From a philosophical perspective, punishment for crimes is mainly used as a deterrent to further crimes. You don't cut off a thief's hands because they've been a bad boy, you do it so they don't steal again and so other people will be too afraid to steal at all. Now, whether such punishment actually lowers crime rates is debatable (not the hand-cutting part, I hear that works wonders, but things like prison), but I would say if we lived in a world where we knew who was going to do what, and when, punishment would be replaced by prevention.
Let's keep going with the hand-cutting analogy. Say someone is going to steal; instead of cutting his hands off after the fact, just put him in handcuffs before he does anything. Since you know what crimes are going to happen in the future, you just detain him until you know he's not going to steal any more, or until he appeals for release (because of 'minority reports', you're going to want to give the wrongfully accused a chance to go free). For more heinous crimes, you might have to keep the suspect detained for longer periods of time before their futures become bright enough to set them free (now this is beginning to remind me of the anime Psycho-pass). Perhaps the government can provide counseling for these suspects (remember, you're innocent until proven guilty, and you can't prove someone guilty when they haven't committed the crime), in the hopes that they will think better of their criminal plans faster.
I'd think that many of these cases will look like imprisonment, but won't feel like imprisonment. If the government knows about and can stop all crimes, no one will ever have the chance to become a hardened criminal; they'll simply get arrested at a young age, then released once they've learned the error of their ways. The only problem you run into is when people need to commit crimes, such as poor people who need to steal in order to survive. In these cases, though, if the people are in jail, getting food and shelter, and not surrounded by terrifying people, then maybe it'll actually be a pretty good solution to poverty.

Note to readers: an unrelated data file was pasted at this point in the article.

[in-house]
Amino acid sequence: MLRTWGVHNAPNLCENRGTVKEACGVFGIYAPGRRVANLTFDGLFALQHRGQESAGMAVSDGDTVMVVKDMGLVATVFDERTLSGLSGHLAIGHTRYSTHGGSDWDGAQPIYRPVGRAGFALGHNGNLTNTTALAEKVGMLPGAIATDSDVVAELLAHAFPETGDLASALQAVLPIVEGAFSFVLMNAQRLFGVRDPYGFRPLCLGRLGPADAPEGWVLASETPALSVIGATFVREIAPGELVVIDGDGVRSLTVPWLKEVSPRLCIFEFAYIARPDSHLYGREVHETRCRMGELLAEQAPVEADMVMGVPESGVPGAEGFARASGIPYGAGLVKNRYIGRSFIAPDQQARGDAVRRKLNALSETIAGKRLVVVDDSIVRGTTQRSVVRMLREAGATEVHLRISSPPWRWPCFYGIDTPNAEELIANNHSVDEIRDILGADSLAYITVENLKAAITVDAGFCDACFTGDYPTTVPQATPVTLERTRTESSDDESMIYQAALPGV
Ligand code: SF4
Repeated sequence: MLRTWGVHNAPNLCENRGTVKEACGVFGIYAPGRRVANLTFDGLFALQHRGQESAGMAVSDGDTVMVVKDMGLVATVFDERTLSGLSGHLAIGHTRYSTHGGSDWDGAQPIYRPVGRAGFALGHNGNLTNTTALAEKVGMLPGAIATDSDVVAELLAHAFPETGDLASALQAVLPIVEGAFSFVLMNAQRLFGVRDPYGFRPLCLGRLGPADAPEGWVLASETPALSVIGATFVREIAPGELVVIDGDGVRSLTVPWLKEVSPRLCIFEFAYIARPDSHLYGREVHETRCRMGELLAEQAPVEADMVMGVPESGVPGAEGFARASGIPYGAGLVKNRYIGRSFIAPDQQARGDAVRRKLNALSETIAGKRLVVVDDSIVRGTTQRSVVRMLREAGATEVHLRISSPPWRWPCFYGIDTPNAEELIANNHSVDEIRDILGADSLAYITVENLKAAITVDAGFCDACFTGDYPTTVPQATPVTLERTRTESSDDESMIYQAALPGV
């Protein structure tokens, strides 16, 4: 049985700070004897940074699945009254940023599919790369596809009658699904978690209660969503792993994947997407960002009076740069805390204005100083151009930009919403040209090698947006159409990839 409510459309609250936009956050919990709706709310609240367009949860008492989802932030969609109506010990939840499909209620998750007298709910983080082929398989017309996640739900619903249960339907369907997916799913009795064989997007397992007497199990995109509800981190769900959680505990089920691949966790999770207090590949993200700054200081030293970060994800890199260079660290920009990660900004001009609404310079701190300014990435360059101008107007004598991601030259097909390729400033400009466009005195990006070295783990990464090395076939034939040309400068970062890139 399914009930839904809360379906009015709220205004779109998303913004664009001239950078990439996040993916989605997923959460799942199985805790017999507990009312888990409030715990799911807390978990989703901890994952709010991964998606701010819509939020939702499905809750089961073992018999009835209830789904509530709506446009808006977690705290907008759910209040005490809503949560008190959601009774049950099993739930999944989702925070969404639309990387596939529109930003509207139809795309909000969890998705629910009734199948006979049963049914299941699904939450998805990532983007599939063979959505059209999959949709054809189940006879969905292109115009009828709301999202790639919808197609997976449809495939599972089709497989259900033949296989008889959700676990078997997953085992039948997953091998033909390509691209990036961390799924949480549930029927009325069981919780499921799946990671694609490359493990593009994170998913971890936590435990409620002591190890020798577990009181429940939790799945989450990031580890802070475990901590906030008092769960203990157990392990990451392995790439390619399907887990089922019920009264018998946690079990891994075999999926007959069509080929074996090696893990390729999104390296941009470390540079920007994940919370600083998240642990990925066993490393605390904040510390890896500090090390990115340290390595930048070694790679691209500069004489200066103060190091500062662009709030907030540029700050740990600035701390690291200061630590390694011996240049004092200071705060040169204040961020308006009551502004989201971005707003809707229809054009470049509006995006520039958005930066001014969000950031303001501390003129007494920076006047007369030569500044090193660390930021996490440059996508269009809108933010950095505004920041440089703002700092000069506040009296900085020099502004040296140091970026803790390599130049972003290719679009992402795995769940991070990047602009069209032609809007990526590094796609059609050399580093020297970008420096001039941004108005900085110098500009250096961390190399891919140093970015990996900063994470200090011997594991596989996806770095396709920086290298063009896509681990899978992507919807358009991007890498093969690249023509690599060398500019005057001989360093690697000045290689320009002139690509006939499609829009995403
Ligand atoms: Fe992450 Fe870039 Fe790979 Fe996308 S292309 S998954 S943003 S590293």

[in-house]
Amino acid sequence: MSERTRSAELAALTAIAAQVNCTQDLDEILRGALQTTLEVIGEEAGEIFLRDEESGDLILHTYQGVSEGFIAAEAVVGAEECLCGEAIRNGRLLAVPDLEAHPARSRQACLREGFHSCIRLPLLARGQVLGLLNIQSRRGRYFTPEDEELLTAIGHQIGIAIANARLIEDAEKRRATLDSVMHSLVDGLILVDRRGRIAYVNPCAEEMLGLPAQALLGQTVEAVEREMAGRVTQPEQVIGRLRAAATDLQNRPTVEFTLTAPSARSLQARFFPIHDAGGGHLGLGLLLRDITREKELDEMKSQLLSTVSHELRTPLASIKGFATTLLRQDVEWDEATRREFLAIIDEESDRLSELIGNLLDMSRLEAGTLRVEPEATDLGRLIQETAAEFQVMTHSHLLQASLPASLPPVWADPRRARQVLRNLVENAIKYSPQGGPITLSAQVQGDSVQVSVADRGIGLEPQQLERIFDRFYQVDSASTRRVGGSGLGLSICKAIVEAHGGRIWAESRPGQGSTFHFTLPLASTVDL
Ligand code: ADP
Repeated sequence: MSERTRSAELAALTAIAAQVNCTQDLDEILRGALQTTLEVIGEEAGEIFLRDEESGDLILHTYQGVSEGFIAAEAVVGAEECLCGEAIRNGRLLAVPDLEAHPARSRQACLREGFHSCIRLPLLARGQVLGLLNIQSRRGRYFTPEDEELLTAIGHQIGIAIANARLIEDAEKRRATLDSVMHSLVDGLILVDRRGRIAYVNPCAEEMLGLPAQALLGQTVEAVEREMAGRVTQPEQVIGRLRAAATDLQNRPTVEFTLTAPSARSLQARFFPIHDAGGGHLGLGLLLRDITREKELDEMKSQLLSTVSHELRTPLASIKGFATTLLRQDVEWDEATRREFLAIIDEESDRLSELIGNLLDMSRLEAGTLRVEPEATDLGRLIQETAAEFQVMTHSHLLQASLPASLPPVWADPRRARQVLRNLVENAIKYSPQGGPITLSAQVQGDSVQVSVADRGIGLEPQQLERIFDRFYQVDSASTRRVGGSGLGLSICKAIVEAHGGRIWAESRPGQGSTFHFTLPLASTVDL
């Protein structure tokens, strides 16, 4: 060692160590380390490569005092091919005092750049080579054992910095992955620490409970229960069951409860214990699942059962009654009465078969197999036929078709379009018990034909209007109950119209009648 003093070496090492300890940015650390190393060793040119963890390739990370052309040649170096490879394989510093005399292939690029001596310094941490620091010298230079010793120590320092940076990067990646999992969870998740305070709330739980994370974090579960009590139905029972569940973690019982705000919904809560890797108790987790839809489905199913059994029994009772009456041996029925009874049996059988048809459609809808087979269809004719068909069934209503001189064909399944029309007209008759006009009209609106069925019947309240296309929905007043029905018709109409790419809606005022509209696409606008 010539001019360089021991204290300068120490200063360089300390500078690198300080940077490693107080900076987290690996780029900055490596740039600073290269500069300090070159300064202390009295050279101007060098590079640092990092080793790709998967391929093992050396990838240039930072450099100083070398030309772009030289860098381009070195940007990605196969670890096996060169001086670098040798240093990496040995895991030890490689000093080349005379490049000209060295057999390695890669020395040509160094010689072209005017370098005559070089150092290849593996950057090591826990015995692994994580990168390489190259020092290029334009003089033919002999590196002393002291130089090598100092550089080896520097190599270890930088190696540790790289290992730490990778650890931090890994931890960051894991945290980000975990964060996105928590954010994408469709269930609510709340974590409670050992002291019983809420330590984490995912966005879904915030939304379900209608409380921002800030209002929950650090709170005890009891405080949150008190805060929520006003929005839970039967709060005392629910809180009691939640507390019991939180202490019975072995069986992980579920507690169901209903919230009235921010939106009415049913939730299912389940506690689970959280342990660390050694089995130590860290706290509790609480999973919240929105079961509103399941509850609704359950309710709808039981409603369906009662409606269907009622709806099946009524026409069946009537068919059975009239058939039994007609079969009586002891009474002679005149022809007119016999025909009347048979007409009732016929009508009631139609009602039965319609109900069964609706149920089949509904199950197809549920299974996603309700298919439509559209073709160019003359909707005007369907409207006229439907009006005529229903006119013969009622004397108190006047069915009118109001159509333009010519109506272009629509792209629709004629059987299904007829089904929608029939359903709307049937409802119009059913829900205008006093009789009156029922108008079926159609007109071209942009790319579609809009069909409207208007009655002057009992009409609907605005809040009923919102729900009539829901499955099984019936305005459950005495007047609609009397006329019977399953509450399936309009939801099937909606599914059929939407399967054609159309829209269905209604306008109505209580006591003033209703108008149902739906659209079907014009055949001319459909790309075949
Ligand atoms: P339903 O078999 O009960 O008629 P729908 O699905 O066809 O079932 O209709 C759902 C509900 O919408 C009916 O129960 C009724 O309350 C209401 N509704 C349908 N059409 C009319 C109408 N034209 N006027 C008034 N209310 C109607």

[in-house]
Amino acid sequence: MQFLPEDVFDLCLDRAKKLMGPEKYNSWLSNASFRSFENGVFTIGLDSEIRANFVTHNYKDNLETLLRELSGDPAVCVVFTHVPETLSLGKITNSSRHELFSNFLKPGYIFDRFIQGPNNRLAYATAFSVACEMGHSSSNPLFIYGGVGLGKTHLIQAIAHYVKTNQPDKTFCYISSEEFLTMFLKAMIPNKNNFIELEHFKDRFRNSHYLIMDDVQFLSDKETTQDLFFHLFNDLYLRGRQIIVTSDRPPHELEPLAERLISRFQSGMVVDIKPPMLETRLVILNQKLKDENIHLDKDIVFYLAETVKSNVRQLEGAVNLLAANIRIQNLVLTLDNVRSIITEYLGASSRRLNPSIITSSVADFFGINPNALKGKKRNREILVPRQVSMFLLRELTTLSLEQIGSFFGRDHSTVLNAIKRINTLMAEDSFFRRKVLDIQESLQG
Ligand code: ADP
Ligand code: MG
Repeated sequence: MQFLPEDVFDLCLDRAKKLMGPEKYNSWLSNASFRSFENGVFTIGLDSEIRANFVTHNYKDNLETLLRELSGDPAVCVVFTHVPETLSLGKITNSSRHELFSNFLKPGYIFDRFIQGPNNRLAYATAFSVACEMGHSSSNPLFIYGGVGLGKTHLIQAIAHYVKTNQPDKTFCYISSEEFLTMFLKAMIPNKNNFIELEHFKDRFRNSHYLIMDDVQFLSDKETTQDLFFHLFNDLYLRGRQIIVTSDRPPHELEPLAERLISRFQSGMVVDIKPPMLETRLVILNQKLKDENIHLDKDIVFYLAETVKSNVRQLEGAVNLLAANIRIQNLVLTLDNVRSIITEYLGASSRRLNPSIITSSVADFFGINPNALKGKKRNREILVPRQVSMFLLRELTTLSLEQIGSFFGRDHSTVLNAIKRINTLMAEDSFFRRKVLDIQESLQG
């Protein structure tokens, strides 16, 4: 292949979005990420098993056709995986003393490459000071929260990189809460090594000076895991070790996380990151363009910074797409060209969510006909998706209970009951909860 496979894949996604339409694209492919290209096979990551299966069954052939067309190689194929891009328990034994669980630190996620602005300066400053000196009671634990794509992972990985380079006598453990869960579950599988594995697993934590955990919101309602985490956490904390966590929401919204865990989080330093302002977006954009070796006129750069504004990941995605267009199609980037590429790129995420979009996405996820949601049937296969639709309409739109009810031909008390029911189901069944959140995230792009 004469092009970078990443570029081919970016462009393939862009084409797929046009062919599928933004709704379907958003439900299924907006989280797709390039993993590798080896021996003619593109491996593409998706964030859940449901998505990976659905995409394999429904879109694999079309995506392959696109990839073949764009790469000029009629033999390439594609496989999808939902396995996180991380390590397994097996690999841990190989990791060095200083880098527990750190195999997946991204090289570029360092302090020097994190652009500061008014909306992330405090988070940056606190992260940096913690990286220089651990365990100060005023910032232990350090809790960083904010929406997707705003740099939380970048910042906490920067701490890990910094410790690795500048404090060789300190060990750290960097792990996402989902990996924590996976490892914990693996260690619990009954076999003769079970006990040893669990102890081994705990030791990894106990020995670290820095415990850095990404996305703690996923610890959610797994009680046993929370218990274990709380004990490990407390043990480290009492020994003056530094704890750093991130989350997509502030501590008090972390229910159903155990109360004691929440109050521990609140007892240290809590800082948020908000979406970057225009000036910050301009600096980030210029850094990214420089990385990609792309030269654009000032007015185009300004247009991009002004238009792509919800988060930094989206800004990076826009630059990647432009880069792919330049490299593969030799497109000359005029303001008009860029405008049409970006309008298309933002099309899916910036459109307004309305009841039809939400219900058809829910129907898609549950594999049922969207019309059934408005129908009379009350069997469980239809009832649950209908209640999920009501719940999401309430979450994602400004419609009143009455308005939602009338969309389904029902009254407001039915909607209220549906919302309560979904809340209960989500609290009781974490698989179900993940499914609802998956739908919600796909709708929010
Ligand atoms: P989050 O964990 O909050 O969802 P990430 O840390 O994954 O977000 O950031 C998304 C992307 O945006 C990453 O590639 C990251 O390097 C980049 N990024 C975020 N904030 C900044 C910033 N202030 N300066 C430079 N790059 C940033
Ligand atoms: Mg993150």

The main problem I see with this is the public's reaction. If you can get this system up and running, people may end up being fine with it (oh, you think I'm too stressed out and about to kill my boss? You're going to take me away from my job for a few weeks, so I can rest up and reevaluate my life? Sounds great!), but the biggest problem is getting it started. There will be a lot of cases that appear to not make sense, where innocent people are incarcerated for seemingly no reason. Plus, there will still be really bad guys in the prisons, so it's possible what started as a preventative measure will turn decent people into even worse criminals. And since you know what people are going to do, someone you put in jail for thinking about stealing might end up staying in jail their entire life, as each day they think of a new way to kill you for holding them so long.
There's also the problem of giving the government so much power. If the technology behind it is sound and the people using it are very transparent about their methods, it might be okay, but people generally don't like it when the government knows things about them. Maybe if there is another large terrorist threat, people might give up some freedom in exchange for safety, but due to the problems I've already mentioned I don't think they would get used to the changes before deciding to abolish them.
So, long story short, the end result sounds pretty good to me, but I don't think it could ever get started without pretty much everyone opposing it.
EDIT: I would also like to point out the case of car insurance. People my age (early 20s) don't think it's fair that they get charged more just because they're more statistically likely to get into accidents. Insurance is a really great example of pre-crime-punishment in modern society, as people have to pay for things they may never actually do. And I think people's reaction to insurance is a pretty good indicator that this kind of crime prevention system wouldn't really work.